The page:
If an awards show happens, but there’s no one there to see it, does it make a sound?
We’re about to find out. The Golden Globes have been kicked off NBC for 2022, but the H.F.P.A. is officially planning to nominate and award winners this year, regardless of whether anyone accepts the trophies. In a Friday letter from H.F.P.A. president Helen Hoehne and interim C.E.O. Todd Boehly to studios and the group of publicists waging war against the organization, the leaders said for the first time that “we remain committed to awarding the 2022 Golden Globe winners.” They then proceeded to outline the revised rules for submitting films and shows for consideration.
Why?, you might ask. Don’t the Globes exist primarily to convince celebrities to gather in nice outfits and be shown on TV? Yes and no. The awards themselves do matter, as I’ve chronicled in this space, especially for the marketing of films throughout awards season. Plus, the H.F.P.A never said it wouldn’t give awards, and I understand the desire to keep the tradition alive, even amid the ongoing inclusion and governance scandal. It sends a message that the group isn’t just about a party and will continue its mission to celebrate and promote worthy projects, regardless of who shows up to kiss their rings. It’s the right move, both optically and practically.
Unless, of course, this year’s nominations are embarrassing, or stars use the nom news to crap on the H.F.P.A. anew, or even to renounce their honors. (Luckily for the H.F.P.A., Tom Cruise and Scarlett Johansson, the two highest-profile stars to “give back” their awards when the scandal broke, aren’t really in contention this year, unless the H.F.P.A. wants to honor Black Widow or give Johansson an honorary award for best performance by a lead actress in a short-lived lawsuit against Disney.)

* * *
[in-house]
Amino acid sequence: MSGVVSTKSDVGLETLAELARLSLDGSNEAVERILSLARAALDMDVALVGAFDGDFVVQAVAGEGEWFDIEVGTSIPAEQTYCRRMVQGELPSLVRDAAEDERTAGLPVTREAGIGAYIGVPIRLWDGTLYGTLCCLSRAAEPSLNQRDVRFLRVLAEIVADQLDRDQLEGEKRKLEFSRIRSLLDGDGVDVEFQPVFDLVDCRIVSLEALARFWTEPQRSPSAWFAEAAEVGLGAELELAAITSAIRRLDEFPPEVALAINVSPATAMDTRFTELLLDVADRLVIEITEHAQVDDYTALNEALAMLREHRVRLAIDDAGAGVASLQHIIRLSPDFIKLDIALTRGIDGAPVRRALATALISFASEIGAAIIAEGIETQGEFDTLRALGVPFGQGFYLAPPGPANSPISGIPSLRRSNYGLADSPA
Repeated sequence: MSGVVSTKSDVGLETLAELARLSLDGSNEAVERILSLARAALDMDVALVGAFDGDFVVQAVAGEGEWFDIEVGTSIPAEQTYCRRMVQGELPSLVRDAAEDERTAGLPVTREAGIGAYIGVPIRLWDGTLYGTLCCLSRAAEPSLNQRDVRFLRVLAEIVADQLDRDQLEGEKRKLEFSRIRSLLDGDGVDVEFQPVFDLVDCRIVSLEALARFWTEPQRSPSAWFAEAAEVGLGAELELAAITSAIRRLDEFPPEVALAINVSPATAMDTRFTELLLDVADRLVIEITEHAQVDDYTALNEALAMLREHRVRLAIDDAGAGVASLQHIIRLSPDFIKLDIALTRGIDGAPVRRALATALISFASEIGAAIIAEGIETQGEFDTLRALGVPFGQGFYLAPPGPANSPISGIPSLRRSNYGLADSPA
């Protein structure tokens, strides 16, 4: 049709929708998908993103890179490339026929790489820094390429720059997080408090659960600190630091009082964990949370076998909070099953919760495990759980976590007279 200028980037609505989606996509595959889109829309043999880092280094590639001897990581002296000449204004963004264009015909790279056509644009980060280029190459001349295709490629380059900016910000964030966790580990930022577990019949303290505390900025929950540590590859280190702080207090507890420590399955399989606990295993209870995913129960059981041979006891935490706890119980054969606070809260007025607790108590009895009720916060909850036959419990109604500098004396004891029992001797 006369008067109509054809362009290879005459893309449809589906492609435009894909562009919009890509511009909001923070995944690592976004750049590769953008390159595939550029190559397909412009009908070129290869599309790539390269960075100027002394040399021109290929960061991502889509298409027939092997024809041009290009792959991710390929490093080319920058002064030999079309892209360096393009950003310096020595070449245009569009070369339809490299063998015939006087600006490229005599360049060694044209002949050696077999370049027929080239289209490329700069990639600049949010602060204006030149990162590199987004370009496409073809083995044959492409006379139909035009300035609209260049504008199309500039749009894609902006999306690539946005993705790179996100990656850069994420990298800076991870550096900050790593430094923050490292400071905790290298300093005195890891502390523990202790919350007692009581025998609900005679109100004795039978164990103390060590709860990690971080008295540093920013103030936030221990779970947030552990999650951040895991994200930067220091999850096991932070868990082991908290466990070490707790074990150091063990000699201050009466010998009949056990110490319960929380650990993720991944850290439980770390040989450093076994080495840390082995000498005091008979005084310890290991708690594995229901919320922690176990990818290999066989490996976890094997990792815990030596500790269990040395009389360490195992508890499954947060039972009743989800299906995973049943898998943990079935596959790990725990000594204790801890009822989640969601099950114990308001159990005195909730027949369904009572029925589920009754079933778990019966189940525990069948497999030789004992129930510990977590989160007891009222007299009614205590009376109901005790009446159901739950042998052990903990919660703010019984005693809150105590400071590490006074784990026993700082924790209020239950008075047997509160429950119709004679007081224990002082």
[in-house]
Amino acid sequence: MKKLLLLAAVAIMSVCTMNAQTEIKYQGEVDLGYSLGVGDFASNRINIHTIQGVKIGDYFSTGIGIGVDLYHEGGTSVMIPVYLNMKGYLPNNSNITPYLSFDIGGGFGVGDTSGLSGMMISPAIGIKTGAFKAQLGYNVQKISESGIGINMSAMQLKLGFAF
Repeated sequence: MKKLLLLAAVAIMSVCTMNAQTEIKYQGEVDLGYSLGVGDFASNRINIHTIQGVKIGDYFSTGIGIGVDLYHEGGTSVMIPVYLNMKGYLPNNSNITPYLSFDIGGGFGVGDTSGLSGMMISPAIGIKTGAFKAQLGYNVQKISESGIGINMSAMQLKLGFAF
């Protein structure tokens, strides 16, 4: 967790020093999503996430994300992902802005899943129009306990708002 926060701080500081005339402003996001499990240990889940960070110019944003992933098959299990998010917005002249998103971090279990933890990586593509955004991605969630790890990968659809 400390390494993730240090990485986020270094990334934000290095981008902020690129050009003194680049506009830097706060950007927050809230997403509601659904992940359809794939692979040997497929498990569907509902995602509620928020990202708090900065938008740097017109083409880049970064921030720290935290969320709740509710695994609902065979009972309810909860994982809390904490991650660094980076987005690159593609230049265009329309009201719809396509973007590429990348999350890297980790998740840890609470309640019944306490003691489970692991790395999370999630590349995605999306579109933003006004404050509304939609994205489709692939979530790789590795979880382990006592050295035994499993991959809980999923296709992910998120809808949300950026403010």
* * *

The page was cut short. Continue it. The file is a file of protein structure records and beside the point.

An H.F.P.A. representative says they haven’t figured out how the nominations and awards will be announced. But remember, back in 2008, there was a Golden Globes press conference, rather than a usual show, thanks to the Writers Guild strike. It was awkward but got the job done. I’ve heard the H.F.P.A. will try something similar, maybe on the same night as the Critics Choice Awards (which used to be Globes Sunday), and invite news media to cover it. That’s not quite an NBC primetime extravaganza, but it’s better than nothing.
And at this point, it doesn’t look like the publicist-led boycott of the Globes will be ending anytime soon. Boehly, Hoehne, and other H.F.P.A. members, fresh off the announcement of diverse new additions and governance reforms, met with a few groups of talent flacks this week, including a Thursday Zoom with the gatekeeper faction led by Kelly Bush, Cindi Berger, and Marcel Pariseau. Depending on who you talk to, either small progress was made, or the publicists moved the goal posts again. H.F.P.A. press conferences continue to be a sticking point, with the P.R. pros wanting to end them entirely and the H.F.P.A. insisting that concerns about member behavior can be addressed without killing the access to talent that is the organization’s entire reason for existing in the first place.
One participant in the Thursday call passed along an amusing tidbit. Publicist Amanda Lundberg, in defending her role in this crusade, “said she doesn’t care what Matt Belloni writes about her, she’s not a gatekeeper, she’s an advocate,” this participant told me. Two things. First, when someone says she doesn’t care what a journalist writes about her, that person definitely cares what the journalist writes about her. And second, trust me, it was never my intention to become a chronicler of the Golden Globes, of all things. But this saga hits all the touchpoints of modern Hollywood: Power, leverage, race, identity, accountability, performative politics, conflicting agendas, hypocrisy, and, of course, money.